Truancy a lingering problem, with jail a last resort

If your child misses too much school, you can get arrested.

That's what happened Thursday to two DeKalb County mothers.

Cheryl McCoy and Danelle Swanson were led away in cuffs, each charged with educational neglect, after DeKalb Sheriff's deputies pounded on their doors.

"When we get eight unexcused absences, that's when we are getting involved," said Sherry Boston, the DeKalb solicitor-general. The DeKalb County School District referred 900 cases to her office last year for truancy violations, she said.

The sweep underscores a nagging problem: truancy increases the likelihood that a student will eventually drop out. And students who drop out are likely to occupy a low rung on the economic ladder or a prison cell. Nine of 10 prison inmates in Georgia are high school dropouts

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In Cobb County, the number of court referrals last year was around 350, said Paul Pursell, the school system's truancy coordinator. Police complain to him that truants commit daytime burglaries and other mischief.

"I have seen entirely too many kids who have sustained substantial physical injury or have been killed when they should have been in the classroom," Pursell said.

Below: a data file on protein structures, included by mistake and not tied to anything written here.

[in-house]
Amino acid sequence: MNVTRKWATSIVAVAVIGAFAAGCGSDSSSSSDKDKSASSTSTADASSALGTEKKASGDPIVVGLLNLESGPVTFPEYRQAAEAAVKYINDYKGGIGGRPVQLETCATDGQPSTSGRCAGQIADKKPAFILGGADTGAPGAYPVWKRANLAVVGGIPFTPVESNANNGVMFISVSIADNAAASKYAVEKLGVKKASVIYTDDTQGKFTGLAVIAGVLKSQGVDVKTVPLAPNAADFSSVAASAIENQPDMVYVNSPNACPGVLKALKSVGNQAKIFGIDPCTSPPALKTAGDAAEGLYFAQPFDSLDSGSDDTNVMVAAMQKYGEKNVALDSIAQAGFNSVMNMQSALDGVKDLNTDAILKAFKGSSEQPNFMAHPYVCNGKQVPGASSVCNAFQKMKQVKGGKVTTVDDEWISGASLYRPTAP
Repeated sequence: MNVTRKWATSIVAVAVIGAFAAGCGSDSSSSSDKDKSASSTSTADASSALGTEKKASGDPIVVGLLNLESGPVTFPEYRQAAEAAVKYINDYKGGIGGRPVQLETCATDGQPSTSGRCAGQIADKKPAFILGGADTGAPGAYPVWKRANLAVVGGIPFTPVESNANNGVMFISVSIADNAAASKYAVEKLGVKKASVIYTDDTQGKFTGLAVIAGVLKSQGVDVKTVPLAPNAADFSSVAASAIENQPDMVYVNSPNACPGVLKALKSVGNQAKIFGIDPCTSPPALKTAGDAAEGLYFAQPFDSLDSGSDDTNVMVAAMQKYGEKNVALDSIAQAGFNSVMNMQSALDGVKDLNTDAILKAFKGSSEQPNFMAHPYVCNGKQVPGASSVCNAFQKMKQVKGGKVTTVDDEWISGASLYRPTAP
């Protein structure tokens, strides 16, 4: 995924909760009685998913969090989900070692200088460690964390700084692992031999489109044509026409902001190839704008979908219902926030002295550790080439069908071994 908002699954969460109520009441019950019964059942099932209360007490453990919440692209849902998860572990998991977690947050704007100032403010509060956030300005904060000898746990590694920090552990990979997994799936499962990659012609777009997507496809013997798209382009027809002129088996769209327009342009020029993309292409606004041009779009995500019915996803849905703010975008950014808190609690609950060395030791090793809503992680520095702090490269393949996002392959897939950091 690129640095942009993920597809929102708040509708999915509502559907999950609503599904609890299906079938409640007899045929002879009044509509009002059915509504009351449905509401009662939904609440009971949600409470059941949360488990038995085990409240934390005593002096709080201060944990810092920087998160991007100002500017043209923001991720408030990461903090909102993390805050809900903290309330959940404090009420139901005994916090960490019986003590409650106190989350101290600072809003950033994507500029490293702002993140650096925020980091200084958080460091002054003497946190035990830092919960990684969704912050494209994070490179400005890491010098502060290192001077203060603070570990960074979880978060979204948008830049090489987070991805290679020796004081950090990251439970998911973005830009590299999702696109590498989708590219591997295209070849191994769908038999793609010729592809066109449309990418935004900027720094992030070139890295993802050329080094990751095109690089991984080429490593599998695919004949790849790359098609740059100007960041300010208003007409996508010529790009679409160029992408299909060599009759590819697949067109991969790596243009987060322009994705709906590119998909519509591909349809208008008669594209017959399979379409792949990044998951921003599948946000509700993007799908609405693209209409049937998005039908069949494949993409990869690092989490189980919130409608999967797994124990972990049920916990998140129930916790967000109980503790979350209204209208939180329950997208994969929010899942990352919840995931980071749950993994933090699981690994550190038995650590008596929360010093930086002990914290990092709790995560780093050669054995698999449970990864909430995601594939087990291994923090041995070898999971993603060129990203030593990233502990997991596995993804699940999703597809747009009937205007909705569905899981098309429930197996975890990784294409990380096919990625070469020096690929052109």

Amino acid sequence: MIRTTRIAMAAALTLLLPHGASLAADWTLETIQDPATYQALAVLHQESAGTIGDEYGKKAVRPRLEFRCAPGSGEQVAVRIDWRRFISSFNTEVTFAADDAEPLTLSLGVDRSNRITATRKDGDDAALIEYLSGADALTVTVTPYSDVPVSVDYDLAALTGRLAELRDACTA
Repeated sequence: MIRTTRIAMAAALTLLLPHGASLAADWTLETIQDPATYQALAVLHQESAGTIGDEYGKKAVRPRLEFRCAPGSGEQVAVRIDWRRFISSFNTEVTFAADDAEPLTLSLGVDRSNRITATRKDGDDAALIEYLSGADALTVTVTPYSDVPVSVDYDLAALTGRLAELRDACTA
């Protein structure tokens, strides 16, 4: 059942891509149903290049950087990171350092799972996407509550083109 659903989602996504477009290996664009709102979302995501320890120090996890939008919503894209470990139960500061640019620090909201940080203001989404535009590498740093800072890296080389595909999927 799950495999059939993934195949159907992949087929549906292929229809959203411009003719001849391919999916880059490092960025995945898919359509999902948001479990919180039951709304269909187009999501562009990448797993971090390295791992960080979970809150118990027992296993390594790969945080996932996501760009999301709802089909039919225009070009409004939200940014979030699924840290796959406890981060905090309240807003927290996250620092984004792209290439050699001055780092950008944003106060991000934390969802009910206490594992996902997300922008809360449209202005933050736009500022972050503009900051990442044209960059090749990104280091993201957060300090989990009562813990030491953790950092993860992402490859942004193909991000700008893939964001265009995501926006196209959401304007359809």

Denise Revels, the coordinator of social work services for Atlanta Public Schools, said students who fail to attend until age 16, as the law requires, affect everyone. "They don't become productive citizens," she said. "So it's a societal problem."

Both Atlanta and Cobb schools refer cases to the courts after 10 unexcused absences, but school counselors and social workers get involved far earlier, typically after three unexplained absences.

Sometimes, a student doesn't like school because of poor vision. Other times, it's embarrassment over clothes or emotional toil due to a parental split.

School officials link parents with social services that try to help. This summer, Atlanta experimented with a month-long summer camp that placed 40 truant middle school students with Atlanta police officers. The kids took field trips, did community service, attended police training and bonded with cops, who plan to follow up with them during this school year.

"Court is really the last resort for us," Revels said.

Sometimes, though, it's the only option. About 70 of those 900 DeKalb court referrals last year failed to appear for their meeting with the judge, leading to bench warrants for their arrest, said Sgt. Adrion Bell, spokesman for Sheriff Tom Brown.

Swanson, 26, failed didn't show for court after her child missed 16 days of kindergarten. McCoy, 43, skipped court after her teenager missed 37 days of middle school.

Boston asks judges to impose one day in jail for each day of school missed, but only two or three cases actually got that far last year, she said. "The vast majority of our parents just need help and guidance."

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